Hell, most people can't afford a lawyer to fight the charge in the first place, let alone to take the matter up on appeal. That's not much comfort.

This is what the ACLU is for.


Having a tough time recalling the last time the ACLU went to bat for somebody when it didn't further the Lefty agenda.

T.K. Tortch said...

The problem is that Courts are expected to deal with this kind of matter at all.

I used to do a lot of domestic legal work. I concluded that of all matters Courts are asked to regulate, their area of least competence is domestic and social relations. It's all thumbs all the time and a hodgepodge of desperate kludges. "Balancing equities" becomes a measure of who to screw less.

It isn't really the Court's fault. They shouldn't be required to deal with domestic institutions beyond fundamental structural issues like marriage, divorce, child custody etc. But more and more they are asked to fine-tune domestic matters because individuals in society are less and less capable or willing to do so themselves.

That "less and less capable" would include not just the parents who can't control their bullying kids, but parents of bullied children who can't deal with the situation without calling the cops.

Tibore said...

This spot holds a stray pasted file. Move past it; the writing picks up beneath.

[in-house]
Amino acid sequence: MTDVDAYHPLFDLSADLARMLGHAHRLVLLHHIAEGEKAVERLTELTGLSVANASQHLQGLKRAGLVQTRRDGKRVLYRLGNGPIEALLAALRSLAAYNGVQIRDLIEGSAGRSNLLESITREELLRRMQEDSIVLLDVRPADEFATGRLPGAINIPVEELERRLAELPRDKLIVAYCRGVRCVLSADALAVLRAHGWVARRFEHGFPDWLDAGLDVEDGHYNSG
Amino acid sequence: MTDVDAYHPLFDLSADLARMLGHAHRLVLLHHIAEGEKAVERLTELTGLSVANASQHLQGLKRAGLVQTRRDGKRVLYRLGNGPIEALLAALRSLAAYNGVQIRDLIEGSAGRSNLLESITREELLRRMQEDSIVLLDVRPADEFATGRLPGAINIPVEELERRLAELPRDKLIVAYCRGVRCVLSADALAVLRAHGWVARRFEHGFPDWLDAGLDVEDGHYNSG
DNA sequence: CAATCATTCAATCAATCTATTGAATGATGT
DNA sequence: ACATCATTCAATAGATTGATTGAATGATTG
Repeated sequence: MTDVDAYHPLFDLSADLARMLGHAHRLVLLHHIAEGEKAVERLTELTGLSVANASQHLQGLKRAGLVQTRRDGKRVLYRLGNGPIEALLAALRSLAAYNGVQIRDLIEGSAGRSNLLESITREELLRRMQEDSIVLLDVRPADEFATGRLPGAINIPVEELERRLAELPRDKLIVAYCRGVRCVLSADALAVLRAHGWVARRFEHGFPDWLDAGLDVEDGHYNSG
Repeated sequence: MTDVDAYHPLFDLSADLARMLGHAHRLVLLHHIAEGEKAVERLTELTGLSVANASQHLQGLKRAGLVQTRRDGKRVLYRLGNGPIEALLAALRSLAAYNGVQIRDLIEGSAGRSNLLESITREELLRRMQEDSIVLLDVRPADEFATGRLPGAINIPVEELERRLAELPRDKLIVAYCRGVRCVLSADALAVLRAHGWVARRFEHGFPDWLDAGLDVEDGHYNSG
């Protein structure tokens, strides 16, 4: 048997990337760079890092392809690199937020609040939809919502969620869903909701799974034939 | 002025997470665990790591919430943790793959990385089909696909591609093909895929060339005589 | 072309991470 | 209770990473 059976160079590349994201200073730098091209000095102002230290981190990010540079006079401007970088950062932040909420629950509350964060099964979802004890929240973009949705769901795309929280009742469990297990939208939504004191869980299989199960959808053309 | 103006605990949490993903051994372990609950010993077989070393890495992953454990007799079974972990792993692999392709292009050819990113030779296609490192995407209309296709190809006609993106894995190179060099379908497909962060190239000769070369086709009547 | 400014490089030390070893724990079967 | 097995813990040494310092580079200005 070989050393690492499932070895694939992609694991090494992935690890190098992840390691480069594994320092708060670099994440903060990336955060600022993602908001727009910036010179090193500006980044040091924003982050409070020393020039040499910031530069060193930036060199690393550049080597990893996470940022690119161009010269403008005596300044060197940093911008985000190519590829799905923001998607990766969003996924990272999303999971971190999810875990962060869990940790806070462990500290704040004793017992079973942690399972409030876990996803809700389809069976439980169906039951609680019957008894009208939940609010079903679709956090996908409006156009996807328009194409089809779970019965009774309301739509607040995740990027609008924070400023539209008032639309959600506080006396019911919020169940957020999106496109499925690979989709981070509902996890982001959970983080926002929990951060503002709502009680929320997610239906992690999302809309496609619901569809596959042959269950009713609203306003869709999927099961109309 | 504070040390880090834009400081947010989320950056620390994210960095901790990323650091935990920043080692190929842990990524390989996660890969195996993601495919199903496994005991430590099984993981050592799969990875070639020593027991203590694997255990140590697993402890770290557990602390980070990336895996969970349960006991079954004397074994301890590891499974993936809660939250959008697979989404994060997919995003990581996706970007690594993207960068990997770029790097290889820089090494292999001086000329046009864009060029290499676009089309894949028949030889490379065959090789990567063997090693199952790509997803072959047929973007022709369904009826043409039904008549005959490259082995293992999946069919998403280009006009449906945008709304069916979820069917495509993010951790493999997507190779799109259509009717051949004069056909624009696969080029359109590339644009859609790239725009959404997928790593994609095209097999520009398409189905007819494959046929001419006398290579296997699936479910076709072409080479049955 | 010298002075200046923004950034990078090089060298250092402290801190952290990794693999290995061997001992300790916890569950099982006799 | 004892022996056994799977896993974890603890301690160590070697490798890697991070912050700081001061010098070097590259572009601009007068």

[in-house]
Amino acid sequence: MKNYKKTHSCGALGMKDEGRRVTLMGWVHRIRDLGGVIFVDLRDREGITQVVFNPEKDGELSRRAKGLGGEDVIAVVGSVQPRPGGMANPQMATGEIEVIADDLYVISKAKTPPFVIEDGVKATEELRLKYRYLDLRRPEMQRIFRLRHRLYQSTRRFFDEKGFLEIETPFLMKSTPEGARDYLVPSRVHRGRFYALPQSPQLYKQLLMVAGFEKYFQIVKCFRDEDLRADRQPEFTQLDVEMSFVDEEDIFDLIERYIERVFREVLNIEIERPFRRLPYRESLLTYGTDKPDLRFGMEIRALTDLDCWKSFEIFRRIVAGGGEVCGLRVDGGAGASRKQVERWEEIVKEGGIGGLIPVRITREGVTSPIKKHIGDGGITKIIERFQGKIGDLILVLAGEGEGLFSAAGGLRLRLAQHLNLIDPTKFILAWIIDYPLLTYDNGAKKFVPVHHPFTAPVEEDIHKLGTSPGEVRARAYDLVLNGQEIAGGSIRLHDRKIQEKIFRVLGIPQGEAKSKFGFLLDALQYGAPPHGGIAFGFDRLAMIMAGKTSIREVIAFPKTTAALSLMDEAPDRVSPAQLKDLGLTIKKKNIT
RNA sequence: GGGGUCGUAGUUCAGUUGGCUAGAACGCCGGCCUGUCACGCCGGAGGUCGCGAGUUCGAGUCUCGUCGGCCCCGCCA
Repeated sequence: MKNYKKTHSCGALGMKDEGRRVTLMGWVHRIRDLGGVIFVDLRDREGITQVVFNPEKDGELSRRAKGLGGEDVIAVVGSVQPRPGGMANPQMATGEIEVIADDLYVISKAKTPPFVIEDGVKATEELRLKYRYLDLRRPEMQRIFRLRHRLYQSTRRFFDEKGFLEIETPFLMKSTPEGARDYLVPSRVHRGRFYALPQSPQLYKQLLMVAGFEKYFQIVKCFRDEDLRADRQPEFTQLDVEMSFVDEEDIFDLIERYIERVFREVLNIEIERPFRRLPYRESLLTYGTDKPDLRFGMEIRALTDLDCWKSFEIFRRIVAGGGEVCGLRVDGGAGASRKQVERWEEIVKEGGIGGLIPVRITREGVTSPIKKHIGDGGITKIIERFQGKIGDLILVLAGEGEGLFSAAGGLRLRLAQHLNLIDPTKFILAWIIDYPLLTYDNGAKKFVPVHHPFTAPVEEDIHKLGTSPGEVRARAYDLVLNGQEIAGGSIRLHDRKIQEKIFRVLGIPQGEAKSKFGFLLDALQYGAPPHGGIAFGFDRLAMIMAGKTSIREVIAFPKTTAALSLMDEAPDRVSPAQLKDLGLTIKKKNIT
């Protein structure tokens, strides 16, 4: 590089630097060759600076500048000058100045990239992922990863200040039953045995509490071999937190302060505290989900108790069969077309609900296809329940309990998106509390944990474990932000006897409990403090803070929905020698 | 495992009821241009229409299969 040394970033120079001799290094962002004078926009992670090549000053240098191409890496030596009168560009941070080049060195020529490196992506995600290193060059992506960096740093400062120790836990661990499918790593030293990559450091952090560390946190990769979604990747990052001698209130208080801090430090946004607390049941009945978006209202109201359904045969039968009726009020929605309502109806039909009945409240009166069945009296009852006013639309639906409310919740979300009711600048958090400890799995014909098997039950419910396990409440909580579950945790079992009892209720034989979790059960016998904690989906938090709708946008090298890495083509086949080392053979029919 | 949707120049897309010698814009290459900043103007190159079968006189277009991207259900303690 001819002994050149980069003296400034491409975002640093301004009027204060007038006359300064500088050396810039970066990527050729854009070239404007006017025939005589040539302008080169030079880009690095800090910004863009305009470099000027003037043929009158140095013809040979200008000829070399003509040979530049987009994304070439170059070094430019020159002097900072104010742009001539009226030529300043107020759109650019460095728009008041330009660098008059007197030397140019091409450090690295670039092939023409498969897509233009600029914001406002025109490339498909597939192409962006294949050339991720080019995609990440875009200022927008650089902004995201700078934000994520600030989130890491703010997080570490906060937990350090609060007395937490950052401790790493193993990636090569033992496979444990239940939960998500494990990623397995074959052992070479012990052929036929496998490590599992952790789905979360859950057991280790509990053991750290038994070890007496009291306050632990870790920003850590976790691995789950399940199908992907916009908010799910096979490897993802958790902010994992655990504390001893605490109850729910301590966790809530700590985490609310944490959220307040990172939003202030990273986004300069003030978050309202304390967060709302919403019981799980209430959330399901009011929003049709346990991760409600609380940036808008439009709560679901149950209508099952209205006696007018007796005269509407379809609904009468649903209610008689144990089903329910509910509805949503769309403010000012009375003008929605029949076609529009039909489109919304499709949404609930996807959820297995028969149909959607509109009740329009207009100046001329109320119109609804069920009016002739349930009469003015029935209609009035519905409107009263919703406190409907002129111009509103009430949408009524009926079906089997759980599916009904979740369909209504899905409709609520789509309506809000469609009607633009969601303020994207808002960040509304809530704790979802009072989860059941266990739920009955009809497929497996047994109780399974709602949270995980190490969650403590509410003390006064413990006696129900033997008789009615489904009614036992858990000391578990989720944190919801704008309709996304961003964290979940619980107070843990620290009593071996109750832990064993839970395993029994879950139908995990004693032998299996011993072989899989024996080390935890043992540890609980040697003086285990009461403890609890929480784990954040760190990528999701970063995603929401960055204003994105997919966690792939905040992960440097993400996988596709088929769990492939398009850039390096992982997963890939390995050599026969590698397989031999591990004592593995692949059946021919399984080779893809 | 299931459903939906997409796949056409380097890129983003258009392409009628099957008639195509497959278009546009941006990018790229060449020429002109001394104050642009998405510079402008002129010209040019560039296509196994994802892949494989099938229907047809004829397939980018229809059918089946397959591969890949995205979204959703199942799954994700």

While on the surface this sounds like it might be a good idea (Get the police involved before things turn into a big arrest and court drama involving the children), isn't it getting a little state-intrusive into parenting? The default presumption behind behind invoking this law is that if a parent refuses to talk to the police, it's to stonewall an investigation and deny a child's involvement in a bullying case. But can that truly be the only reason a parent refuses to engage?

And to address a higher level issue of police/state intrusion into life (not just parenting), as well as expansion of powers: If the case demands police attention, wouldn't it already be at the level where arrests can be made and cooperation can be compelled without additional laws? And if the case does not demand that level of official intervention, is it really necessary to compel cooperation in this manner?

Don't get me wrong; I'm fully aware of the problems police face when dealing with recalcitrant people. I've seen cases myself where a fight happened and suddenly everyone involved or witnessing "didn't see anything" or otherwise didn't even try to help. I imagine the problem extends across more than just physical battery. So in the real world, yes, the police do experience issues with getting the information they need to determine when a problem exists. But that said, is that truly something to be fixed with a law, or is it just a collective citizenry that needs to re-evaluate how it interacts with law enforcement personnel?